Near the boxcar
as the train began to move
slow flickerings of sparks
and lax assurances.
Near the gate
a gathering of greyness
hissing final farewells.
As the smoke rose,
the train burned wood,
the wheels turned, and
rods pushed gleamingly.
Outside there was snow . . .
and ghosts attempting
to gather themselves
cf. Nguyen Chi Thien’s “Travel with Grief — Goodbye to Joy.”
Born in New England, reared and educated primarily in Asia, Kiersta Recktenwald writes mostly poetry and aphorisms. She’s published in Chrysanthemum, Eucalypt, Poetry Midwest, Westward Quarterly, The Sandy River Review, etc., and lives in rural Maine and uptown Seattle.
Cliff Indignity: An acrostic sonnet
Can you imagine if you were a cliff
Like Dover’s famous crags of sheer white rock—
If you had no defence against the whiff
Fresh guano leaves when seabirds poop en bloc?
For centuries, I’ve braved the winds that blow,
Inspiring poets, who are all at sea,
Not underneath the seabirds, or they’d know
Divine enchantment is not felt by me!
If I could talk to seabirds, I would grouse:
Get off my face, you brainless booby birds!
Nest somewhere else, perhaps some poet’s house.
Instead of lauding cliffs, they’d curse your turds! . . .
Though poets write of heavenly allure,
Yet sheer indignity’s what I endure!
Mike Mesterton-Gibbons is a Professor Emeritus at Florida State University. His acrostic sonnets have appeared in Current Conservation, Ekphrastic Review, Light, Lighten Up Online, Oddball Magazine, Rat’s Ass Review, The Satirist, and several other journals.
David Clode on unsplash
When a last breath of life kisses the blood red moon,
they say to seek you in the darkest ravines,
I ring the mourning bell to bring you to me.
Born from the devil's cradle as the willow weeps,
my heart beats for thee,
as the moon eats away the night, you come to me.
Gravedigger, I am in love with thee.
Jess Zambrano is a student who enjoys exploring topics of love, loss, the self, and nature within free verse poetry.
Just Like She Said
I gripped its hand
felt it transform
into a talon
I held its body
between the sheets
as it grew corpse cold
I kept it with me
from place to place
as it rotted
my eyes burning
flowing like springs
now I spoon
with its ghost
it truly is better
Brian Rihlmann lives and writes in Reno, Nevada. His work has appeared throughout the small presses. His latest poetry collection, Night At My Throat (2020),was published by Pony One Dog Press.
The candle next to me crackled
while the man in my apartment
listed off names of women
he had been with
and how little they all meant
to him. They sat
in the candle
and burned up above his words,
all their features washed away
in red and yellow and orange light.
They called for help,
but he had no wind left
to save them
as his was all used.
I could have helped,
but my lungs were too weak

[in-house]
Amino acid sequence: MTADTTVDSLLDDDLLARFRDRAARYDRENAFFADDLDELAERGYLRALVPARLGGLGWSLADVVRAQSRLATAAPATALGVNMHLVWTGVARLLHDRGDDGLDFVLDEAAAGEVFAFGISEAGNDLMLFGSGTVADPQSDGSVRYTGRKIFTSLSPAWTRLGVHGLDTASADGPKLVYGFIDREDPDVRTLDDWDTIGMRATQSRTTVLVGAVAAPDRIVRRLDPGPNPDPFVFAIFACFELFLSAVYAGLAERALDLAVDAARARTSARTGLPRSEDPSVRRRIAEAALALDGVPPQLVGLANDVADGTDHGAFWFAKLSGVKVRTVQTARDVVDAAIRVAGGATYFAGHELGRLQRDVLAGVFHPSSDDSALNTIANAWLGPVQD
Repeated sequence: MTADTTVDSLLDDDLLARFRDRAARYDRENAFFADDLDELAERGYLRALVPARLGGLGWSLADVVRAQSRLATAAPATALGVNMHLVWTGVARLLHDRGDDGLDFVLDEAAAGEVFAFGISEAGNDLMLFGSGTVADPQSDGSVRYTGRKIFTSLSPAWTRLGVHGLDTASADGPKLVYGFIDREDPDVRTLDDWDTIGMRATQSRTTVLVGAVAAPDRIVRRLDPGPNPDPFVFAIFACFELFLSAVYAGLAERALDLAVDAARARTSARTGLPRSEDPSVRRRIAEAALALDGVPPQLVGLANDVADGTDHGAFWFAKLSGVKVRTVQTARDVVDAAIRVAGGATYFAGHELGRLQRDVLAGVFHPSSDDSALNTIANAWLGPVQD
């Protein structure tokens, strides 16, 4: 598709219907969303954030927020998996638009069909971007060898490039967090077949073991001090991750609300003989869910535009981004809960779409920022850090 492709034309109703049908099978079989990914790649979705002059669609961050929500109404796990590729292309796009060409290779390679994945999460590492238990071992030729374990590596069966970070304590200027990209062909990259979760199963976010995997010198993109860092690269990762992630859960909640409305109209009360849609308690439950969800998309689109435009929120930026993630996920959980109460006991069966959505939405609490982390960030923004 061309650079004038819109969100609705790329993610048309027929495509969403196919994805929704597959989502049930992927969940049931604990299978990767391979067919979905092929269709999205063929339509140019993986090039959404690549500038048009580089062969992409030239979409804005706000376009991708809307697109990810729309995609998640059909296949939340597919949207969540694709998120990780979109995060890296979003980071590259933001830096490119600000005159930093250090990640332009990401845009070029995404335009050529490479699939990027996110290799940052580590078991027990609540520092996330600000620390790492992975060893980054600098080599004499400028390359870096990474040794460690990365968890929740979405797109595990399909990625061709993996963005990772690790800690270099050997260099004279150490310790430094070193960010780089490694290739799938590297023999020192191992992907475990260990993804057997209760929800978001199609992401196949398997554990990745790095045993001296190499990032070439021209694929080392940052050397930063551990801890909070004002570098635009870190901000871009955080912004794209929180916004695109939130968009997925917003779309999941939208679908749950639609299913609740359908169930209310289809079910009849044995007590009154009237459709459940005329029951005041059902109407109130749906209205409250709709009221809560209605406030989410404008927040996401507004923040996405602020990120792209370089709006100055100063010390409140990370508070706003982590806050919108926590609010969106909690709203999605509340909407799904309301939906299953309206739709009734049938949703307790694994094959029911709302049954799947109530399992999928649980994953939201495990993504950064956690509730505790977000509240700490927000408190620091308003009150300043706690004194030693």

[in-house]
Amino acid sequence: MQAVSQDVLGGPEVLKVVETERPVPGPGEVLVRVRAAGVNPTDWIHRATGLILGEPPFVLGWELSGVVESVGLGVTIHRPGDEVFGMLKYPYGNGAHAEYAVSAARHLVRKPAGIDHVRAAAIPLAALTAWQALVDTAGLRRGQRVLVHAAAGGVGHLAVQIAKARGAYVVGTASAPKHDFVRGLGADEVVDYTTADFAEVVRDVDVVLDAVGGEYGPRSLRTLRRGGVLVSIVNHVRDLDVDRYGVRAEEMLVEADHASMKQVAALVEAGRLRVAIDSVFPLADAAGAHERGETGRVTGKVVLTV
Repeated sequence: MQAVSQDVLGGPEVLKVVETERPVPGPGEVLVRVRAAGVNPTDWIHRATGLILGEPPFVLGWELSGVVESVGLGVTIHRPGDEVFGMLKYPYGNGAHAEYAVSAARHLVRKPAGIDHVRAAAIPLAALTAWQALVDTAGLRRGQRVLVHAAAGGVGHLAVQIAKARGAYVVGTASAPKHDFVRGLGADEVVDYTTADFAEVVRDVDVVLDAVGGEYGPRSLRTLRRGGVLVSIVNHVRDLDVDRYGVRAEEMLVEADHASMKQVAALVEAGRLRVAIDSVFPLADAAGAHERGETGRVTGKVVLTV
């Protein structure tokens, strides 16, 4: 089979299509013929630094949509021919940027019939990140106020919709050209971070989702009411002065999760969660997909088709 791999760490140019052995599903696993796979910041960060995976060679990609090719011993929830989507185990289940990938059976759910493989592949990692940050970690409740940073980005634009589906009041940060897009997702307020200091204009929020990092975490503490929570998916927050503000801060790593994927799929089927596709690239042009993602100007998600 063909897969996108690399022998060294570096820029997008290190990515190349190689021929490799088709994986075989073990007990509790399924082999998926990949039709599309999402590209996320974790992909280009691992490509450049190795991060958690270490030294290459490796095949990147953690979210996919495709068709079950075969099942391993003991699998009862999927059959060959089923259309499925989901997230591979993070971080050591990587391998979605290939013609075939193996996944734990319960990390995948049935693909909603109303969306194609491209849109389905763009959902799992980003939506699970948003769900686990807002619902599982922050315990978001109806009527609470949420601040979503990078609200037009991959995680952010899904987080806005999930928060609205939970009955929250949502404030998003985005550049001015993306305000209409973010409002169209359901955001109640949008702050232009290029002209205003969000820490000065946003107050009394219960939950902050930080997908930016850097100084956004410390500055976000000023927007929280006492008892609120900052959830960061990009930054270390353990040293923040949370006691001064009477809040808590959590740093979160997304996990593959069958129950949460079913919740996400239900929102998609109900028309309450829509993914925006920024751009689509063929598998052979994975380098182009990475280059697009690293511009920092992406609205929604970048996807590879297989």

from all the smoke
and his breath was keeping
my cigarette lit.
Michael Stitz is an emerging poet and recent graduate from the University of Missouri-Columbia. His poetry focuses on banality in modern life and the abrasive reality we all face.
Buried in the Garden
Now I lie dead, buried in the garden,
And the plants take over.
Two hibiscus bushes grow from my eyes,
Oleander from my nose,
A sapodilla will fruit from my mouth,
Casuarinas grow to sigh from my ears.
From my chest a love vine straggles out
And black crabs live in the cavities of my lungs.
A chicken boa curls around and hunts up and down
And from my private parts grows
That least private of plants, a coconut palm.
From my feet termites are building tunnels out around the world.
So is my body divided, reused, and the birds take hair for their nests
And the calcium of bones and teeth for their eggs
And the body, the body is gone.
And what am I, but a body? What would remain in your sieve if you sift my remains?
Only some thoughts, others’ memories of some thoughts,
Blown away on the wind when the rememberers themselves are gone.
First published in Snakeskin.
Robin Helweg-Larsen’s poems have been published in Better Than Starbucks and other magazines in several countries. He is Series Editor for Sampson Low’s “Potcake Chapbooks,” and he blogs at formalverse.com from his hometown of Governor’s Harbour in the Bahamas.
Found you in my bar last night just like I found you years ago, ready and able.
Everyone wished us well as we left on the journey of no return.
Very slowly we pushed the canoe off the sand into the stream with a tiny jump.
Quiet into dark, no smell touch feeling, bliss is eternal nothing.
I wanted you to count to a hundred by ones and believe.
Something told me I was lucky you would never be like me.
After we play, the leaves on the trees all blown away.
E. Martin Pedersen, originally from San Francisco, has lived for over 40 years in eastern Sicily. He has published two collections of haiku, Bitter Pills and Smart Pills, and a chapbook, Exile’s Choice, just out from Kelsay Books.